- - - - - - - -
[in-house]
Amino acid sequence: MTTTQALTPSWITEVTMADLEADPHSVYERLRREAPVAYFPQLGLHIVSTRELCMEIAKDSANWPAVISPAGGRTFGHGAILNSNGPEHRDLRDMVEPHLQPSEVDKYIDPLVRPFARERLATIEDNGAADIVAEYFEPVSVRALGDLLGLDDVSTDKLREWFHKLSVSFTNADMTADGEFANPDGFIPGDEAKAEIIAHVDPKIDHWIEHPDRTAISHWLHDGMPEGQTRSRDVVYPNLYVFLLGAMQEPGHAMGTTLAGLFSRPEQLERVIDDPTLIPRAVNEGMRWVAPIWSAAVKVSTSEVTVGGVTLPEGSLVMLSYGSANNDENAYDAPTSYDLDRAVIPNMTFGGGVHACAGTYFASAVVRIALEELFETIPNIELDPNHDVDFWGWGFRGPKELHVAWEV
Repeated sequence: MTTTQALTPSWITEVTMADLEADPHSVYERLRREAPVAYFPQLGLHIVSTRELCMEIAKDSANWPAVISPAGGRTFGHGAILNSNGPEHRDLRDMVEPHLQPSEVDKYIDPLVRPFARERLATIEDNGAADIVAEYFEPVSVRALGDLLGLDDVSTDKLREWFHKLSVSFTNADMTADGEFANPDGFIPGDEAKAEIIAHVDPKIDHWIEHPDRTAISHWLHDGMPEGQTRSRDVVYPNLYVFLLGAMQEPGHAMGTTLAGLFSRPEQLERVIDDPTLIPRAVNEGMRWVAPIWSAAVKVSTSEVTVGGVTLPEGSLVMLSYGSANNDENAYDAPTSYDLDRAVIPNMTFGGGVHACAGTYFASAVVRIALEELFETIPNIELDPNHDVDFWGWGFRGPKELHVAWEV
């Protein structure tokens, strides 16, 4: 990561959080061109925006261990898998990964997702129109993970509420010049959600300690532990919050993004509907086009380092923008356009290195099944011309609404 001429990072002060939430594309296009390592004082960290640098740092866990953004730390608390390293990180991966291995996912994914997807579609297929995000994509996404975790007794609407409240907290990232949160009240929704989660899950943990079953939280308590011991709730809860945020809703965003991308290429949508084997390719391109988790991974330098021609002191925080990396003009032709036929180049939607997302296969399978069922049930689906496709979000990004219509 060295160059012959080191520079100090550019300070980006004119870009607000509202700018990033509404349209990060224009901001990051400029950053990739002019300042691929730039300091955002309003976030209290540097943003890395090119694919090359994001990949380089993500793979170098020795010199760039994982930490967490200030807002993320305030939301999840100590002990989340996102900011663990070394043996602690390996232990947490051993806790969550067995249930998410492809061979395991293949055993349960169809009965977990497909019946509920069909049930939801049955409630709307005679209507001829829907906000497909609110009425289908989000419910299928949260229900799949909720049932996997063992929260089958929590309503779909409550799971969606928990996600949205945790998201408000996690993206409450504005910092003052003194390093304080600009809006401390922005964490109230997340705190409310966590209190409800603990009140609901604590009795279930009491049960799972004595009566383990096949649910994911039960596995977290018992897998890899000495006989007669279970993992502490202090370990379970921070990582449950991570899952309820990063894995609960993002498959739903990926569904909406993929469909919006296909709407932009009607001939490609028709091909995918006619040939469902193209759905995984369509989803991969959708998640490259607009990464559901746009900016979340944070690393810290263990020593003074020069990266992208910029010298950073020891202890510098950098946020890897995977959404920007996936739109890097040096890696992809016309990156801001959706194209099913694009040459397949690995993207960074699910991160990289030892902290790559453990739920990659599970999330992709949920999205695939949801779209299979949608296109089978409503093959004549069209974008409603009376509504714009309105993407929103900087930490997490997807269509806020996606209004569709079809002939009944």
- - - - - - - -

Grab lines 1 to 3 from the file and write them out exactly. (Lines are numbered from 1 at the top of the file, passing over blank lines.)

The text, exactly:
[in-house]
Amino acid sequence: MTTTQALTPSWITEVTMADLEADPHSVYERLRREAPVAYFPQLGLHIVSTRELCMEIAKDSANWPAVISPAGGRTFGHGAILNSNGPEHRDLRDMVEPHLQPSEVDKYIDPLVRPFARERLATIEDNGAADIVAEYFEPVSVRALGDLLGLDDVSTDKLREWFHKLSVSFTNADMTADGEFANPDGFIPGDEAKAEIIAHVDPKIDHWIEHPDRTAISHWLHDGMPEGQTRSRDVVYPNLYVFLLGAMQEPGHAMGTTLAGLFSRPEQLERVIDDPTLIPRAVNEGMRWVAPIWSAAVKVSTSEVTVGGVTLPEGSLVMLSYGSANNDENAYDAPTSYDLDRAVIPNMTFGGGVHACAGTYFASAVVRIALEELFETIPNIELDPNHDVDFWGWGFRGPKELHVAWEV
Repeated sequence: MTTTQALTPSWITEVTMADLEADPHSVYERLRREAPVAYFPQLGLHIVSTRELCMEIAKDSANWPAVISPAGGRTFGHGAILNSNGPEHRDLRDMVEPHLQPSEVDKYIDPLVRPFARERLATIEDNGAADIVAEYFEPVSVRALGDLLGLDDVSTDKLREWFHKLSVSFTNADMTADGEFANPDGFIPGDEAKAEIIAHVDPKIDHWIEHPDRTAISHWLHDGMPEGQTRSRDVVYPNLYVFLLGAMQEPGHAMGTTLAGLFSRPEQLERVIDDPTLIPRAVNEGMRWVAPIWSAAVKVSTSEVTVGGVTLPEGSLVMLSYGSANNDENAYDAPTSYDLDRAVIPNMTFGGGVHACAGTYFASAVVRIALEELFETIPNIELDPNHDVDFWGWGFRGPKELHVAWEV